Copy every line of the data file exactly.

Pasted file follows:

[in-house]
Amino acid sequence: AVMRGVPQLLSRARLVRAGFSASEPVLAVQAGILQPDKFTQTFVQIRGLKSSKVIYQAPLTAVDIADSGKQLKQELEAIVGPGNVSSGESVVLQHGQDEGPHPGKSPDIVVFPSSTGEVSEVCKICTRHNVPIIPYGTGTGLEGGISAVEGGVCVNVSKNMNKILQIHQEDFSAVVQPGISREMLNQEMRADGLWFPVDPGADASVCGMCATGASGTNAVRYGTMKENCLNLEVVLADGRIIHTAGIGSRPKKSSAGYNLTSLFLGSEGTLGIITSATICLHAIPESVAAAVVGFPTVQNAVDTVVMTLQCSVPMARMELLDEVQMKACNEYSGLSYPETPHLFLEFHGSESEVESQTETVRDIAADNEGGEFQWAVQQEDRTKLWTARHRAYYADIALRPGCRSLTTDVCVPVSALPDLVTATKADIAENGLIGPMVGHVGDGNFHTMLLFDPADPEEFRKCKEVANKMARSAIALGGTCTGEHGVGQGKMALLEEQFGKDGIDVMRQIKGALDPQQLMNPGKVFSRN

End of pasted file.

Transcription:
[in-house]
Amino acid sequence: AVMRGVPQLLSRARLVRAGFSASEPVLAVQAGILQPDKFTQTFVQIRGLKSSKVIYQAPLTAVDIADSGKQLKQELEAIVGPGNVSSGESVVLQHGQDEGPHPGKSPDIVVFPSSTGEVSEVCKICTRHNVPIIPYGTGTGLEGGISAVEGGVCVNVSKNMNKILQIHQEDFSAVVQPGISREMLNQEMRADGLWFPVDPGADASVCGMCATGASGTNAVRYGTMKENCLNLEVVLADGRIIHTAGIGSRPKKSSAGYNLTSLFLGSEGTLGIITSATICLHAIPESVAAAVVGFPTVQNAVDTVVMTLQCSVPMARMELLDEVQMKACNEYSGLSYPETPHLFLEFHGSESEVESQTETVRDIAADNEGGEFQWAVQQEDRTKLWTARHRAYYADIALRPGCRSLTTDVCVPVSALPDLVTATKADIAENGLIGPMVGHVGDGNFHTMLLFDPADPEEFRKCKEVANKMARSAIALGGTCTGEHGVGQGKMALLEEQFGKDGIDVMRQIKGALDPQQLMNPGKVFSRN